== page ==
Given the tracer concentrations in the hyporheic zone, the hyporheic transfer function for the reactive parent and daughter compounds can be calculated according to equation (7) as follows:
in which is the concentration of Raz caused by injection of Raz in the system for in equation (9); is the concentration of Rru caused by transformation from Raz at conservative travel time and time τ, stemming from the input of c1 (that is, for and in equation (9)), and is the concentration of Rru caused by injection of the same compound into the domain, stemming from the input of c2 (that is, for and in equation (9)).
2.4. Joint Estimation of the Shape-Free Hyporheic Travel-Time Distribution and Reactive Parameters
 The parameter-estimation scheme is essentially identical to the method of Cirpka et al. , even though more data are included and more parameters are estimated. In the shape-free approach, the hyporheic travel-time distribution is estimated at a set of discrete travel times with regular travel-time increment , chosen to be identical to the time increment of the tracer measurements. The largest travel time τ must not be larger than the duration of the experiment. Therefore, the total number of parameters is in the same order as the number of measurement (hundreds to thousands), requiring regularization. Adopting the method of Cirpka et al. , we assume that the hyporheic travel-time distribution is a stochastic, autocorrelated travel-time variable described by a second-order intrinsic model with a linear semivariogram:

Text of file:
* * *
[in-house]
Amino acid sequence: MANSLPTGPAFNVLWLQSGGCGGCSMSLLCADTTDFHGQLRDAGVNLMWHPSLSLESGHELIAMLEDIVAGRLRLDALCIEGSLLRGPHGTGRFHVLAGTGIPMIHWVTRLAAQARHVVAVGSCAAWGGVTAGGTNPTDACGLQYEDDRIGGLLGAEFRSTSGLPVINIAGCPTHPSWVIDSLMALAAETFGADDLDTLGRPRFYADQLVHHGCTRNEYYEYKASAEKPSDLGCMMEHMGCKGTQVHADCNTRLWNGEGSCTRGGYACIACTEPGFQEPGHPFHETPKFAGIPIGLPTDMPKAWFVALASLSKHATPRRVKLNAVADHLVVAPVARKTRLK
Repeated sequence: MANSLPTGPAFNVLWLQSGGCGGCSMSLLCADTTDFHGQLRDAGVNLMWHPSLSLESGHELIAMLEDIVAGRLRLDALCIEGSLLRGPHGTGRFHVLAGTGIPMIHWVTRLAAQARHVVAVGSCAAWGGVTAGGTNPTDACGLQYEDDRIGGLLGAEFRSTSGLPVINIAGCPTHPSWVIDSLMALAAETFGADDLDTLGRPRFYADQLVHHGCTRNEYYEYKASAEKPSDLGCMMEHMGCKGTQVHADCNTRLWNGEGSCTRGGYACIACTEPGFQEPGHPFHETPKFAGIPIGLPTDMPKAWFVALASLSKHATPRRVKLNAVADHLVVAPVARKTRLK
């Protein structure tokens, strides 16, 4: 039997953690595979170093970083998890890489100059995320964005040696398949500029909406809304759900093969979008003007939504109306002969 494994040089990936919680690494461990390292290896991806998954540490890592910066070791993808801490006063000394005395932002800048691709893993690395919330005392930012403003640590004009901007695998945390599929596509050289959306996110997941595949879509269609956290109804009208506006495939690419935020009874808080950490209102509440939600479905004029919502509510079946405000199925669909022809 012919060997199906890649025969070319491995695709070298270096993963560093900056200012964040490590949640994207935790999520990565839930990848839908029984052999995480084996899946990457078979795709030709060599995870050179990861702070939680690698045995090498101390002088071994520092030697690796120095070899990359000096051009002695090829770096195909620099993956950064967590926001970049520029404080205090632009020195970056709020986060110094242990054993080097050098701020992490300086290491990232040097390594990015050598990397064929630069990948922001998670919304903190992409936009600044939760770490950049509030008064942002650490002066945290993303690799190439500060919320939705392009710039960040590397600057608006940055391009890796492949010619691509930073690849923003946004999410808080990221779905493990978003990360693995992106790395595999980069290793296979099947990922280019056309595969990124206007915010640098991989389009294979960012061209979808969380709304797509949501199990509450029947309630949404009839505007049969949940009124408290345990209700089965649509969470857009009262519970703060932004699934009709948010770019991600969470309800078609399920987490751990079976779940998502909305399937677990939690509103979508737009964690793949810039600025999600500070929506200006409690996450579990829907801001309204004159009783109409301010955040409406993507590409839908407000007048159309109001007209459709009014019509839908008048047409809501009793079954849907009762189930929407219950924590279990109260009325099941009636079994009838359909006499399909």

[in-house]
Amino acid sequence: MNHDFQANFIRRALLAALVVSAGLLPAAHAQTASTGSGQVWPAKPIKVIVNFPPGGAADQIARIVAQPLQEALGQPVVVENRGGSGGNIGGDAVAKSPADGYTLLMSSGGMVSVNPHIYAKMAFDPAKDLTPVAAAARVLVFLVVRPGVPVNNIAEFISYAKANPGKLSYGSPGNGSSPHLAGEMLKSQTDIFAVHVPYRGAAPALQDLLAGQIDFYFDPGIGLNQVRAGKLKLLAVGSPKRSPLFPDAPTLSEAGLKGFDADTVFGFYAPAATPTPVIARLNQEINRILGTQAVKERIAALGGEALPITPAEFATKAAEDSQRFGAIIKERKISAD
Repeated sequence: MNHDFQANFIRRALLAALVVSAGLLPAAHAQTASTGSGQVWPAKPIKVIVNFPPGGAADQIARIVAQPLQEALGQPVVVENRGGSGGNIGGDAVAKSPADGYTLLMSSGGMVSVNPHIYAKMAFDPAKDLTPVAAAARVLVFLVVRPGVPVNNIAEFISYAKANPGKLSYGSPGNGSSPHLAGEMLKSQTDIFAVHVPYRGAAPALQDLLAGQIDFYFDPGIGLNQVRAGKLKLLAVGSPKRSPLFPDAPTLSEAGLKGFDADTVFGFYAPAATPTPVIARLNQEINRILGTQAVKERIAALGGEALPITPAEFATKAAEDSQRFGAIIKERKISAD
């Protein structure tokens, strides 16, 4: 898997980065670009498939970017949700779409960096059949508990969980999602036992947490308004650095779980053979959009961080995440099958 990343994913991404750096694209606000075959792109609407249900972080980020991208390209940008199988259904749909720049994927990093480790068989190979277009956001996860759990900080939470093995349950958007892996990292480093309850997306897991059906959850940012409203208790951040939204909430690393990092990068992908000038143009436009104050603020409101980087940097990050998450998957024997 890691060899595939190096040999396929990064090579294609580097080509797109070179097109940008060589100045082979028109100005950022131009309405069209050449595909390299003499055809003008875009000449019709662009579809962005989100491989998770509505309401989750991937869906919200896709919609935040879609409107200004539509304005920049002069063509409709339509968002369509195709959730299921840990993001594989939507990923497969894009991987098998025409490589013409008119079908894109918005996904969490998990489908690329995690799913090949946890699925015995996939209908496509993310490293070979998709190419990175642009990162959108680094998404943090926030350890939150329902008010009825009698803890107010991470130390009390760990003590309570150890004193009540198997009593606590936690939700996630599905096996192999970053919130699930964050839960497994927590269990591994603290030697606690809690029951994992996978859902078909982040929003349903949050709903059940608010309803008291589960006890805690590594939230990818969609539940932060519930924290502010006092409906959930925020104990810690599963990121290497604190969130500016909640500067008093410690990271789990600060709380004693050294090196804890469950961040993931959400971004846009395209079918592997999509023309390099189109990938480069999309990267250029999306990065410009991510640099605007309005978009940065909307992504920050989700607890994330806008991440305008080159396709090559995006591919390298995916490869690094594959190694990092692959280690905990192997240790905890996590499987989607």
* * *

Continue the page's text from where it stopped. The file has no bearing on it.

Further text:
in which h is the travel-time difference between two values in the vector . The slope of the semivariogram quantifies the smoothness of , where small values of θ enforce particularly smooth behavior. Although more complex semivariogram models could be used here, we have chosen the linear model because it has only one structural parameter, and the lack of information about results in the simplest form of the semivariogram model. The chosen approach is identical to first-order Tikhonov regularization, in which solutions of with large derivatives are penalized [Kitanidis, 1997]. With the regularization, we avoid reproducing noise in the data when estimating . The model is rather sensitive to the value of θ, which therefore needs to be chosen carefully in the estimation procedure. Because is a probability density function, we must ensure that no element is negative.